DATA BREACH TIPS
· Responsibility/liability– Consumers become victims of data breaches through no fault of their own – if they face unauthorized use of their credit or debit card their liability is zero.
· Check credit reports and account statements - If you are worried that a security breach has made you a target of identity theft, don’t panic, check your checking account or credit card statement regularly. Also, check your credit report - it's always a good idea to do that regularly. Theft of a credit card number is unlikely to lead to the thief opening new accounts. In the case of Target that’s because the key piece of information needed for “new account” ID theft - your Social Security Number – was not part of the information that was compromised.
· Quick Action - You need to act fast to dispute the charges and to limit your liability for charges or withdrawals you did not authorize. Many companies that issue credit cards voluntarily provide “zero” liability protection after you report the loss or theft of your credit or having your card compromised in a breach. Typically, losses on credit cards are limited to $50. With debit cards hat amount can be as high as $500 and even unlimited it depends on when you notify your financial institution. Write a follow-up letter to confirm that you reported the loss.
· Know your rights – They are different for credit cards and debit cards. Federal laws protect both. When using credit cards consumers liability is greatly limited.If you report the loss before your credit card is used, under the Fair Credit Billing Act (FCBA) you are not responsible for any charges you did not authorize. If your credit card number is stolen, but not the card itself you are not liable for unauthorized use. Debit cards are protected by the Electronic Funds Transfer Act (EFTA) your protection is tied to how quickly you act. Reporting before the card is used zero liability, two days to two weeks losses could be $50 - $500. After 60 days your liability is unlimited.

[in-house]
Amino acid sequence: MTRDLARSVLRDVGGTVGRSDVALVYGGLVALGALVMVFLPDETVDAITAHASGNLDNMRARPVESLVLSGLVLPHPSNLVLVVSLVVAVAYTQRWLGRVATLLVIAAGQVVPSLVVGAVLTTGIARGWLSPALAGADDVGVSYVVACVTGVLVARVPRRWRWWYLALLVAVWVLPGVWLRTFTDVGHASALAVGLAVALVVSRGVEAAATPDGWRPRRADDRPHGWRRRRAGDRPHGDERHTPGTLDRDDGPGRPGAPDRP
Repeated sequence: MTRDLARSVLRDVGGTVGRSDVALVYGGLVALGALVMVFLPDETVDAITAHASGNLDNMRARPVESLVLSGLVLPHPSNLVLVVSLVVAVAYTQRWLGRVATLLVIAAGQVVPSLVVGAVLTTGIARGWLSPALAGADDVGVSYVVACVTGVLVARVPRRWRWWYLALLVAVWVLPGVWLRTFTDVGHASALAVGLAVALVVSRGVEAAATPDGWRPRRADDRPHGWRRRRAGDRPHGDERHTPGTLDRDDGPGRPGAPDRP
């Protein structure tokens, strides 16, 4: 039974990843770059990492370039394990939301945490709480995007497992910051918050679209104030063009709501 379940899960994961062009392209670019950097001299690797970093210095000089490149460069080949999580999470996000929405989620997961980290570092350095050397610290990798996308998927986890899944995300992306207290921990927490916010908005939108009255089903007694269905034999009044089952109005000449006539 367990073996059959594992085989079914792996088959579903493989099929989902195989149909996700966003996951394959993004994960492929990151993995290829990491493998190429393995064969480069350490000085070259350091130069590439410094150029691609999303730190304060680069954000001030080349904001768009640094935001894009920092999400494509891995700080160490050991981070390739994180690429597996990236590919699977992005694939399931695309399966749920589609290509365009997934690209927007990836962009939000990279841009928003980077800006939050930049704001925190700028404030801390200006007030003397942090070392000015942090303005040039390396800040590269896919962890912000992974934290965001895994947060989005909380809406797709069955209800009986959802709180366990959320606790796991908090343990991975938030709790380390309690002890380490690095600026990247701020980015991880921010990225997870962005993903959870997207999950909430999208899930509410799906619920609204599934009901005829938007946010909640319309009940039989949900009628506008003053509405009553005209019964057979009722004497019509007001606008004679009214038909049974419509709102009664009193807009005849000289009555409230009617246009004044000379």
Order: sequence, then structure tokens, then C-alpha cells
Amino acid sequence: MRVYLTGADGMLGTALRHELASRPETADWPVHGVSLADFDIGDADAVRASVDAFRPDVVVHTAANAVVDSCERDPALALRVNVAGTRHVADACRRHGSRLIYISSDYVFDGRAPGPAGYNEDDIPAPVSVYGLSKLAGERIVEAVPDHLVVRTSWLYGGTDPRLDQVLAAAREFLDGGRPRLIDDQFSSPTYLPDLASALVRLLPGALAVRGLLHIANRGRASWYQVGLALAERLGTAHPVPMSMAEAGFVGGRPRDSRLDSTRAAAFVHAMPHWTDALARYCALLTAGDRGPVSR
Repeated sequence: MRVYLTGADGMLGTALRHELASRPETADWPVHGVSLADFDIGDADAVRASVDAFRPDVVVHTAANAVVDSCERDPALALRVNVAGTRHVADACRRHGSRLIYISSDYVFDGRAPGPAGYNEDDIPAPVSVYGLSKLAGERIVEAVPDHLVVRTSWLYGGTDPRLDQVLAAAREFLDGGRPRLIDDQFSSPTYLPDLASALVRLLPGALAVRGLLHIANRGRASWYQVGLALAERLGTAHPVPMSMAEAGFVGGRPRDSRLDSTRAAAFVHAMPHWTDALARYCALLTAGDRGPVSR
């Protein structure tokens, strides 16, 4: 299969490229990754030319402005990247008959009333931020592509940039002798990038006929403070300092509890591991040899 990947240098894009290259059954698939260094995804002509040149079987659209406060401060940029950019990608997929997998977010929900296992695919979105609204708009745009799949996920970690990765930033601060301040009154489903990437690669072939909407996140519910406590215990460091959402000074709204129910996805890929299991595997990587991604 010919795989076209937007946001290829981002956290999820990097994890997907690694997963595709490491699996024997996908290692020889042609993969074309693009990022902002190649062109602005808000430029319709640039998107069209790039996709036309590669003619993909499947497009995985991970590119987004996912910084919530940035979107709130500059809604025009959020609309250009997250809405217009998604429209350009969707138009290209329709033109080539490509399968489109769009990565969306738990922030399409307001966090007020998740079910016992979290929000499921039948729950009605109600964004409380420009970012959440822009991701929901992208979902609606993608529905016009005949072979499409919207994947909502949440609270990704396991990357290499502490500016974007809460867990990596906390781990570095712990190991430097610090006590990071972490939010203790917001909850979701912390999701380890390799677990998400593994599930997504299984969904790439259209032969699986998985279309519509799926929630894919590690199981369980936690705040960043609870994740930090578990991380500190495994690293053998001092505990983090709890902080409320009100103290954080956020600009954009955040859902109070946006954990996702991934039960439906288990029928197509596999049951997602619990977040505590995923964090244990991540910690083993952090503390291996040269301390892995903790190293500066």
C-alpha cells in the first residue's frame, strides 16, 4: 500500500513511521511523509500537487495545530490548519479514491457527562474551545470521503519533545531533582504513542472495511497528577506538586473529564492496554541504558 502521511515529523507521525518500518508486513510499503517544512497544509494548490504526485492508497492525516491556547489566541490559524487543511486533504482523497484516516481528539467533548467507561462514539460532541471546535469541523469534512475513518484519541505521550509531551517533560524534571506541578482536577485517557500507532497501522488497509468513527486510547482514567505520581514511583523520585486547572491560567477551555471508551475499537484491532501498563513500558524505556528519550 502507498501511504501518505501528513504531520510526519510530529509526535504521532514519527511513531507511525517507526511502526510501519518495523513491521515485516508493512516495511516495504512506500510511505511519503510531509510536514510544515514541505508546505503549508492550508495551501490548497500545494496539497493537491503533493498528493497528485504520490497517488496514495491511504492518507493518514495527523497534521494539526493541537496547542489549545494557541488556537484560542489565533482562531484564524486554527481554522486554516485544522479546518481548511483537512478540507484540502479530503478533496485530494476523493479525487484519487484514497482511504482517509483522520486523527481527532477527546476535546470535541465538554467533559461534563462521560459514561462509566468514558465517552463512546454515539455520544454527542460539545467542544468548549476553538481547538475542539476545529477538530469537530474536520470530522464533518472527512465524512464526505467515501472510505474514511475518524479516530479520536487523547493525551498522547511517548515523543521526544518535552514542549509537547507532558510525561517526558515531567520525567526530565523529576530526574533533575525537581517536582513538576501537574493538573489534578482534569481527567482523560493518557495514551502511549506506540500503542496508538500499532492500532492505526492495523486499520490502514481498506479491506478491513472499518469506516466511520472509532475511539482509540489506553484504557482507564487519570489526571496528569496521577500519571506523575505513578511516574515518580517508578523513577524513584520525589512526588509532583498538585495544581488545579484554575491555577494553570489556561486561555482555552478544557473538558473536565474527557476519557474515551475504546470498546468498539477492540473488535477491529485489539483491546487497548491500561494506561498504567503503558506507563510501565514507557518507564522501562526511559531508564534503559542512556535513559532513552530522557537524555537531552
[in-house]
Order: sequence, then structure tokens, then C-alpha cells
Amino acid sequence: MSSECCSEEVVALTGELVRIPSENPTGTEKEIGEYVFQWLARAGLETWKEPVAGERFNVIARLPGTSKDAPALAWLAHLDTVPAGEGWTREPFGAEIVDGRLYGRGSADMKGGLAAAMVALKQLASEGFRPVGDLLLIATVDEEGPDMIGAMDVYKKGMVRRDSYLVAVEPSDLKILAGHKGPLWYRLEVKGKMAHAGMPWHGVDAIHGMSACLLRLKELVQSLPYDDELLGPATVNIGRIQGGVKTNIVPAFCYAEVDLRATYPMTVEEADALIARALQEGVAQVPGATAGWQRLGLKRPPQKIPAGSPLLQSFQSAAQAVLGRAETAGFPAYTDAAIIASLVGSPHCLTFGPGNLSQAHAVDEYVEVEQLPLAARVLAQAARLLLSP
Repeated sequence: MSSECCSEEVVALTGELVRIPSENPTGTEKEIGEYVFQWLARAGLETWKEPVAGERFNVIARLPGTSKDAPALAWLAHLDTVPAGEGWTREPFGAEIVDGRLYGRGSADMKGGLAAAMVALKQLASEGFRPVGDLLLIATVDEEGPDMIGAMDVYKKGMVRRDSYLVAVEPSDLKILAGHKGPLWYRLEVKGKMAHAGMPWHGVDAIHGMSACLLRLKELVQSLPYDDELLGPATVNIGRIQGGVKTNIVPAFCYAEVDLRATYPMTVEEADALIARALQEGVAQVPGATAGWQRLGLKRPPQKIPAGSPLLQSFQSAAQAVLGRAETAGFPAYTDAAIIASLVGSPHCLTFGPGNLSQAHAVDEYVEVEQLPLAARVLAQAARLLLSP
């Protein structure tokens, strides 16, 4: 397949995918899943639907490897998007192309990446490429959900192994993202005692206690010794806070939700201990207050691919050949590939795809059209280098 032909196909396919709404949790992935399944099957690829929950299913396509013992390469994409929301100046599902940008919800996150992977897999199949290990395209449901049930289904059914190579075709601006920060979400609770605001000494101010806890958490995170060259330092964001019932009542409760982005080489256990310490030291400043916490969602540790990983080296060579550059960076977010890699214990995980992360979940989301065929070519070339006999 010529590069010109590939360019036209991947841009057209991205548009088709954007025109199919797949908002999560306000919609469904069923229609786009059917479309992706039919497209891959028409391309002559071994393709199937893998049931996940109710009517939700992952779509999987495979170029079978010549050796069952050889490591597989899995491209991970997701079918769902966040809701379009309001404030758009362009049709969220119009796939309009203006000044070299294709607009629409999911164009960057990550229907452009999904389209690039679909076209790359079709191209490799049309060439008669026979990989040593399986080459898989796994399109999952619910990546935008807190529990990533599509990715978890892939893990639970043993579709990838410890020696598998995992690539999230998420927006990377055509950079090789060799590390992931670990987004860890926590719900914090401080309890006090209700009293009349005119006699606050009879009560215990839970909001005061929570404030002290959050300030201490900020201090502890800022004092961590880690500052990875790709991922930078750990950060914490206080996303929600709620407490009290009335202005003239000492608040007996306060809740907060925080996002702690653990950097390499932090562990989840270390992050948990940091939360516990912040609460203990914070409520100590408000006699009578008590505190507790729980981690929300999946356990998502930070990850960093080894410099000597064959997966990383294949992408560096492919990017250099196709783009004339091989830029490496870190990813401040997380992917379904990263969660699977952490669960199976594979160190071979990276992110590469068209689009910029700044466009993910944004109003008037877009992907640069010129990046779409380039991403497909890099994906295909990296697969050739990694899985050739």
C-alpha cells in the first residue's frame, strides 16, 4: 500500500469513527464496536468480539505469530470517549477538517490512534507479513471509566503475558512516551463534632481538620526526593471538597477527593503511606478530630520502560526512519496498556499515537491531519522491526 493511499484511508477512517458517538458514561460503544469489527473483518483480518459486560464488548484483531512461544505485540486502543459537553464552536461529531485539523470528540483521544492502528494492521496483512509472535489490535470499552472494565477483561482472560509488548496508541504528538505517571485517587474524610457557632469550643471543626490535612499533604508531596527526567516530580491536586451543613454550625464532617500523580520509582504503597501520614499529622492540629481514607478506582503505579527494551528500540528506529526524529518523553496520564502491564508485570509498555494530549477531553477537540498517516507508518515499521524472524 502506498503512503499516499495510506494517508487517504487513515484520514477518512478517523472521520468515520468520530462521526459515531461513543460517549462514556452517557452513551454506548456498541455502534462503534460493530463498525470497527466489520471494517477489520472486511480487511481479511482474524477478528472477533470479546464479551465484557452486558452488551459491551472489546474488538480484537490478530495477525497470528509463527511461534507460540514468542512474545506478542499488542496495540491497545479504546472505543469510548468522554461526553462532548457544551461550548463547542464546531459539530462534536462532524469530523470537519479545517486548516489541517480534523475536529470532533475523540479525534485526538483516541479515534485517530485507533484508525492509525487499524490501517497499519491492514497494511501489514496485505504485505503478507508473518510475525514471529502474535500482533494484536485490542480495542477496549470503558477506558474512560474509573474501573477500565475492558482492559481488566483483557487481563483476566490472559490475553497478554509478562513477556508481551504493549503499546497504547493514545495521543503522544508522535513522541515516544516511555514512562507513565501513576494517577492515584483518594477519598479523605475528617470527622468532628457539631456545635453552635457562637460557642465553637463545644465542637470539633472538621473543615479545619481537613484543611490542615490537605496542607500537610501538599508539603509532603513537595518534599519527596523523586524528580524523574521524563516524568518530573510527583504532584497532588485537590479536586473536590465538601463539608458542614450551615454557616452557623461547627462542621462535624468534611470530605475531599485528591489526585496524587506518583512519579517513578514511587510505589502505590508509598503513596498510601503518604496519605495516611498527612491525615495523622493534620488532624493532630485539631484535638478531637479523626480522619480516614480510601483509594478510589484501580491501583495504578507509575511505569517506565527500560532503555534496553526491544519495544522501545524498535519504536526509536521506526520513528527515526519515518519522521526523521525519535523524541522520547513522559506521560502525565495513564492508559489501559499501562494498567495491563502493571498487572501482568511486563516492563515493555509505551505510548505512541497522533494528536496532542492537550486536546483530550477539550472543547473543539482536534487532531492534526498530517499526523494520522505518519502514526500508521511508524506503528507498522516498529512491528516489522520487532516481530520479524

· Monitor your accounts – It is important to routinely monitor your credit and banks statements. Do not wait for monthly statements sign-up for free online access.It is not necessary to pay for expensive monitoring or fraud detection services. You can check your credit report with the three major credit reporting agencies for free once a year using www.annualcreditreport.com.
· Avoid fake emails – Do not respond to emails you may receive with offers to help you in an attack. Many of these emails may be fake. Do not click on any links or provide any personal information that may be requested. If you have concerns personally, contact your financial institution or credit card issuer to verify the email is from them.
· Check with your insurance provider – Check your homeowners or renters insurance policy - it may cover losses due to fraud.
· Credit Freeze/Alerts – A credit freeze will prevent any lender from accessing your credit reports or scores as part of a credit application. If you are a victim of ID Theft or your accounts have been compromised and you have created an Identity Theft Report you can place an extended credit alert on your credit report. An extended alert lasts for 7 years. There may be a minimal fee required.